After a clarion call that brought thousands of people flocking to protests around the world, the Canadian magazine that touched off the international Occupy movement is sending its disciples to a new destination: the shopping mall.
Adbusters, the Vancouver-based counterculture magazine widely credited with launching the Occupy Wall Street protests and countless other offshoots around the world, is exhorting its followers to "Occupy Christmas" by boycotting holiday gift shopping during the upcoming festive season.
The campaign is set to launch today, Black Friday -- known as such in the U.S. because it's considered the busiest shopping day of the year, when customers flock to stores to put merchants "in the black" as they kick off the retail industry's most hectic season.
The call to arms is old hat for the magazine, which has been pushing its "Buy Nothing Day" for the past 20 years, said Adbusters co-founder Kalle Lasn.
But this year, after the hard-won prominence of the global "Occupy" movement, people are more likely to take a hard look at what the holiday season has come to represent, Lasn said in an interview from Vancouver.
Lasn recalled the holidays of his childhood, which he said were focused on quality time spent with family and friends, with gifts that were either made by hand or completely intangible.
"Quite often the gifts were just spending time with each other. There was a whole different kind of ethic there to gift-giving," he said.
"I would say the gift-giving in those days was way more profound and meaningful than the kind of gift-giving that happens right now, which seems to be all about people getting the most expensive gizmos that they can possibly wheedle out of their parents."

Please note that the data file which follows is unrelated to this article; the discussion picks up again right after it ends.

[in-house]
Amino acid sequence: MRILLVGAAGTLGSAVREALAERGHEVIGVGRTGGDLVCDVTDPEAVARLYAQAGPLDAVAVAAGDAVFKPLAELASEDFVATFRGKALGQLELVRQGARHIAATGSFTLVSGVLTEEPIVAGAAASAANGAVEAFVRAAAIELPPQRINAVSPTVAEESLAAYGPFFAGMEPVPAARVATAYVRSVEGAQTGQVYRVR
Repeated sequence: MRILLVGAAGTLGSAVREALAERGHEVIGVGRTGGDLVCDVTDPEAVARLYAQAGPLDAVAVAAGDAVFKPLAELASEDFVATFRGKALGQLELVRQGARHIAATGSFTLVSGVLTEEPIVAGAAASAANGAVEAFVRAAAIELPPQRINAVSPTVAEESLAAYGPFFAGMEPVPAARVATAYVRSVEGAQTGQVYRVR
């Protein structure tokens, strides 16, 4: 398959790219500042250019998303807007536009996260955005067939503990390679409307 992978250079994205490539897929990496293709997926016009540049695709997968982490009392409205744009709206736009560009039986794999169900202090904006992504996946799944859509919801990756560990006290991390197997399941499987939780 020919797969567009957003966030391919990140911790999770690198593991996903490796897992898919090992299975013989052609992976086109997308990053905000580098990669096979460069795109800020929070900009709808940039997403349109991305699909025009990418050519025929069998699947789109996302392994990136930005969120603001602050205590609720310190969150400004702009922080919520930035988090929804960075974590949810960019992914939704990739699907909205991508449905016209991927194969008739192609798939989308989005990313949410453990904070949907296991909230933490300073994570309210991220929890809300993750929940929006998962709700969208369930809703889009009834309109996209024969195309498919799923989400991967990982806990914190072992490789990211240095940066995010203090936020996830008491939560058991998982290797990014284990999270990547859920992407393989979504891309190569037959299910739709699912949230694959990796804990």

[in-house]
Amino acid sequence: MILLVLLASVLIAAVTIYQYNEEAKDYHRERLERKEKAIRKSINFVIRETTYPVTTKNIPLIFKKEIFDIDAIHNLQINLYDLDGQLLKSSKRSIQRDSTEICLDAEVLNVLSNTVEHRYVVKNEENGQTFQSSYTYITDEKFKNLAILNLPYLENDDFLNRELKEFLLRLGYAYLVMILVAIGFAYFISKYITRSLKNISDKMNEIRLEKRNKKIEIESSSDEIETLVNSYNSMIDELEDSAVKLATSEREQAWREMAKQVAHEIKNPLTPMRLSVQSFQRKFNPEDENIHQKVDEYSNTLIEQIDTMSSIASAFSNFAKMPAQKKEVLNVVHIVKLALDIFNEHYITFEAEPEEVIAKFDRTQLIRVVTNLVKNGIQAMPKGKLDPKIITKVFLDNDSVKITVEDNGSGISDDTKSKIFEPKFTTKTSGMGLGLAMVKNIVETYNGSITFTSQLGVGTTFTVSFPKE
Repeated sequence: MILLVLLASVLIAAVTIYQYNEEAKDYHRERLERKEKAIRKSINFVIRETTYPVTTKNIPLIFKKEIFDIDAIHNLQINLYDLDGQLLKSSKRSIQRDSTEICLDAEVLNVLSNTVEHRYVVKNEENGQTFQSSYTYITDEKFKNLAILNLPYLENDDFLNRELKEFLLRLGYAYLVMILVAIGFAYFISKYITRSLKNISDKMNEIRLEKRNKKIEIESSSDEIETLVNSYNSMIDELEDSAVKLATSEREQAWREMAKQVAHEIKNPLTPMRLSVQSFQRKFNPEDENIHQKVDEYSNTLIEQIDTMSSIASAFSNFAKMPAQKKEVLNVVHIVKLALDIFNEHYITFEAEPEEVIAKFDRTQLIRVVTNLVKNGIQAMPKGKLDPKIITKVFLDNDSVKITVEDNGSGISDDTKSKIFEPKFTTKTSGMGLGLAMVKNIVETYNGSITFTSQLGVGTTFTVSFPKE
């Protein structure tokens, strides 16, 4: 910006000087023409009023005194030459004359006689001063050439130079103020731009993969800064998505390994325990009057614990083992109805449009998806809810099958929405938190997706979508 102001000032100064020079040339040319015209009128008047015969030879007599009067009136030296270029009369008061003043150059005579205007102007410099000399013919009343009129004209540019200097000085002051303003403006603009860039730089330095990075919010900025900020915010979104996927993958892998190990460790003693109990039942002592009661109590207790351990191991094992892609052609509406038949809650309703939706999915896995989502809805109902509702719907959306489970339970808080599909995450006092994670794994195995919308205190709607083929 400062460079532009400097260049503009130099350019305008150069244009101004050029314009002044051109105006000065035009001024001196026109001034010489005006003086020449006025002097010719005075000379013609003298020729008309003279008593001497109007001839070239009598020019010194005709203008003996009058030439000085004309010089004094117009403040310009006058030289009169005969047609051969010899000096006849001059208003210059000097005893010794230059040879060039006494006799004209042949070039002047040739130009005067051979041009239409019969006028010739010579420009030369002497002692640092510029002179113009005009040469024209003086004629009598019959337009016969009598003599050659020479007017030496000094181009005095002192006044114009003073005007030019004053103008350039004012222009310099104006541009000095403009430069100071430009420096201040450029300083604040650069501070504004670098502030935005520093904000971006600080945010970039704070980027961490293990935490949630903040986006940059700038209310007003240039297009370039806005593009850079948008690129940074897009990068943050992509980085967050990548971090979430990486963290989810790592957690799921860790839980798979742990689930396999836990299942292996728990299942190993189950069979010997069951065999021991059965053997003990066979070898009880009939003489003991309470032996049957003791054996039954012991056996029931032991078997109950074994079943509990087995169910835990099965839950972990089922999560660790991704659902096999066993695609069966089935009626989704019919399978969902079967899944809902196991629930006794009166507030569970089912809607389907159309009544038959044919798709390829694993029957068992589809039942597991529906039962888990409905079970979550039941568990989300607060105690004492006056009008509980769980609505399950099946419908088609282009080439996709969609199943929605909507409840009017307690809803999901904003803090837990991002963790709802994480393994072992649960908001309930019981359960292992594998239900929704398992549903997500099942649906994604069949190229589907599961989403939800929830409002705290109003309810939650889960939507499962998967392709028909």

Lasn said he's hopeful that the young people who pitched tents in public parks in hopes of sparking grassroots change will bring similar enthusiasm to the fight against the consumerism of Christmas.
The effort, he added, is in no way meant to criticize the season's religious significance.
The fact that stores are located on private property and don't like people camping out on their doorsteps will likely force supporters to be creative in attracting attention to their cause, Lasn said.
"We're hoping that a lot of the occupiers ... will start engaging in credit card cut-ups and flash mobs and various pranks and shenanigans in malls."
Needless to say, retailers aren't warm to the idea of organized chaos.
Sally Ritchie, vice-president of communications for the Retail Council of Canada, denounced "Occupy Christmas" as an outrage that would threaten the livelihood of workaday Canadians.
People who make a living in retail depend on the revenue generated during the industry's peak period, Ritchie said. Disrupting it would be particularly mean-spirited in light of the precarious global economy, she added.
"It's a highly undemocratic sentiment, really," Ritchie said. "I just don't think that people are going to respond very positively to this campaign.
"We believe a lot of people are going to say, 'Hands off my Christmas."'
Lasn scoffed at the notion that its irresponsible for Adbusters to urge would-be shoppers to stay home.
"It's irresponsible for us to keep living our ... lifestyle and to propagate the system that could lead to some sort of climate-change catastrophe," he said.
"I think the people who want to continue business as usual, making as much money this year as they made last year, I think they need to go deeper and look at the larger perspective."
"Occupy Christmas" has generated comparatively little buzz so far, with just 2,000 people joining its official Facebook page. But Lasn said he believes those who supported the original "Occupy" protest will recognize it as a natural next step in their fight for change and won't hesitate to take action.
"If there's one thing that this 'Occupy' movement has done, it's given young people around the world who are fighting for a different kind of future ... permission to get angry," he said.
"It's given them permission to stand up and fight back against things they don't like."
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